ERCIM News No.46, July 2001 [contents]
by Constantine Stephanidis and Anthony Savidis
Commercial user interface development toolkits do not provide support for interaction techniques alternative to mouse/keyboard based graphical interaction. Two toolkits, the HAWK toolkit for non-visual interaction and the SCANLIB toolkit for switch-based interaction have been developed at ICS-FORTH.
The HAWK toolkit provides a set of standard non-visual interaction objects and interaction techniques that have been specifically designed to support high quality non-visual interaction. HAWK is appropriate for developing not only interfaces targeted to blind users, but also interfaces for a variety of situations in which dialogues not relying on visual communication and standard input devices are required (eg, driving, telephone-based applications, home control auditory interaction). A key notion in HAWK is that of a container interaction object. In the HAWK toolkit there is a single generic container class that does not provide any pre-designed interaction metaphor, but supplies appropriate presentation attributes through which alternative representations can be created. The container class has four attributes that enables each distinct container instance to be given a metaphoric substance by appropriately combining messages and sound-feedback (both names and sound effects can have a metaphoric meaning). In addition to generic containers, HAWK provides a comprehensive collection of conventional interaction objects directly supporting non-visual dialogue, namely menus (exclusive choice selector object), lists (multiple choice selector object), buttons (push button analogy for direct command execution), toggles (radio button analogy for on/off state control, edit fields (single line text input) and text reviewers (multi-line read-only text editor, with mark-up facilities).
HAWK also supports a variety of interaction techniques, namely synthesized speech, Braille (2-cell transitory Braille, 40-cell Braille), and digitised audio for output, and standard keyboard, joystick used for gestures independently of visual interaction, touch-tablet (for programmable commands via associated regions) and voice recognition for input. The HAWK toolkit provides all the programming features met in currently available toolkits, such as hierarchical object composition, dynamic instantiation, call back registration, and event handling. The navigation dialogue enables the blind user to move within the interface structure composed of organizations of containers and contained objects in an easy way, through the provision of multi-modal control facilities. For instance, visiting contained objects is possible through joystick-based gestures, voice commands, keyboard short cuts, or via pressing specific regions of the touch-tablet. Container objects may contain other container objects realizing different metaphoric representations, thus supporting fusion of different metaphors in the context of non-visual interactive applications.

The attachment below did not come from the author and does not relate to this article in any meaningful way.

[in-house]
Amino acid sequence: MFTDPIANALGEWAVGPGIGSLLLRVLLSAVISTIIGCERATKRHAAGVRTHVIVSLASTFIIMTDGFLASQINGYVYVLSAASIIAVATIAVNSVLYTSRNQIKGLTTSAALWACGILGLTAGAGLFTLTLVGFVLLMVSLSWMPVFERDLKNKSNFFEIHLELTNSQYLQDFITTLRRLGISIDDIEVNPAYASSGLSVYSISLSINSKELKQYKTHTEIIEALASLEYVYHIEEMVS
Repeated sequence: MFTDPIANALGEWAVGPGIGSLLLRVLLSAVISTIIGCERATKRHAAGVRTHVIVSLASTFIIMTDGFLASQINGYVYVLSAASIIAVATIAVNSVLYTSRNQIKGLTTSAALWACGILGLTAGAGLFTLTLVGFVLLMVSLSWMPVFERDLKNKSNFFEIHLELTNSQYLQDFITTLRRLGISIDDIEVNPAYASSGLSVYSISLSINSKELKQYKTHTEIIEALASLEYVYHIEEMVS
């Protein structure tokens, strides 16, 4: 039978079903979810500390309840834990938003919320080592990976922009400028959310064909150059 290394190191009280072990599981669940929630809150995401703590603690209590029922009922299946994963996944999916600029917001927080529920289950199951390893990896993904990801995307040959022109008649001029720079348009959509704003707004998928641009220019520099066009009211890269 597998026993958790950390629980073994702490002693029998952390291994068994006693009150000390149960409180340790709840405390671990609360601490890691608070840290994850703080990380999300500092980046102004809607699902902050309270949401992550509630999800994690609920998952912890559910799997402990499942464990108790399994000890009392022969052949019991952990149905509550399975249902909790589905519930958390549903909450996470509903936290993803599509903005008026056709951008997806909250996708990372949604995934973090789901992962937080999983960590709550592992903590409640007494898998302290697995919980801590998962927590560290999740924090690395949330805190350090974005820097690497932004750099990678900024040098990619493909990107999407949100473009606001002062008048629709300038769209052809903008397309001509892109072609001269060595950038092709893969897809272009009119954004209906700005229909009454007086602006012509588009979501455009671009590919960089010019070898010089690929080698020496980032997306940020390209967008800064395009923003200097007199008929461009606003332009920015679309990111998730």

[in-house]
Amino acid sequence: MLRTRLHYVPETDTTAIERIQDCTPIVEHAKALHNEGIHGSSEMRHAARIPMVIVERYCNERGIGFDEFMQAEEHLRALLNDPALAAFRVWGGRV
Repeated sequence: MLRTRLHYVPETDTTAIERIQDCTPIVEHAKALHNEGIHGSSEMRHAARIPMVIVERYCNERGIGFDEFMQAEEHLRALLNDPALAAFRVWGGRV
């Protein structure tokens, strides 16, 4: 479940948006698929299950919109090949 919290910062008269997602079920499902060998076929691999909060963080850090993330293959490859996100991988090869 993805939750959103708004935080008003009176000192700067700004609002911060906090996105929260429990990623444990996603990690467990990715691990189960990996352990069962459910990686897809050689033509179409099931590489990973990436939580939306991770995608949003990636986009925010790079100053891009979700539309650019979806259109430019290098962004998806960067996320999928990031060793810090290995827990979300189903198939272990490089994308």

The HAWK toolkit has been used in the development of the AVANTI browser (see ERCIM News no. 41), of the NAUTILUS information kiosk (Project Nautilus, funded by the Hellenic Ministry of Development) and of a non-visual digital library for the Hellenic Blind Association.
In the SCANLIB interface development toolkit, the basic Windows object library has been augmented with scanning interaction techniques. Interfaces implemented through SCANLIB directly support motor-impaired user access, as well as access in other situations in which the keyboard and mouse input devices can not be used. Apart from enabling intra-application interaction control (eg, having access via switches to all interface elements of any interactive application), SCANLIB also supports inter-application interaction control (eg, enabling users to move across different applications). In SCANLIB, basic object classes are classified into five categories, each requiring a different dialogue policy to be designed:
The scanning interaction techniques are based on two fundamental actions: SELECT, and NEXT. Depending on the type of switch equipment required, four scanning modes are supported:
Programming control is provided for the extra attributes introduced by the augmented version of Windows objects, thus enabling objects to differentiate scanning style depending on scanning mode (one of the five alternatives), time interval (when time scanning is supported), and highlighter presentation parameters.
The SCANLIB toolkit has been used in the development of the AVANTI browser (see ERCIM News no. 41), and of the GRAFIS word processor for people with motor impairments (see ERCIM News no. 38).
Constantine Stephanidis ICS-FORTH
Tel: +30 81 391741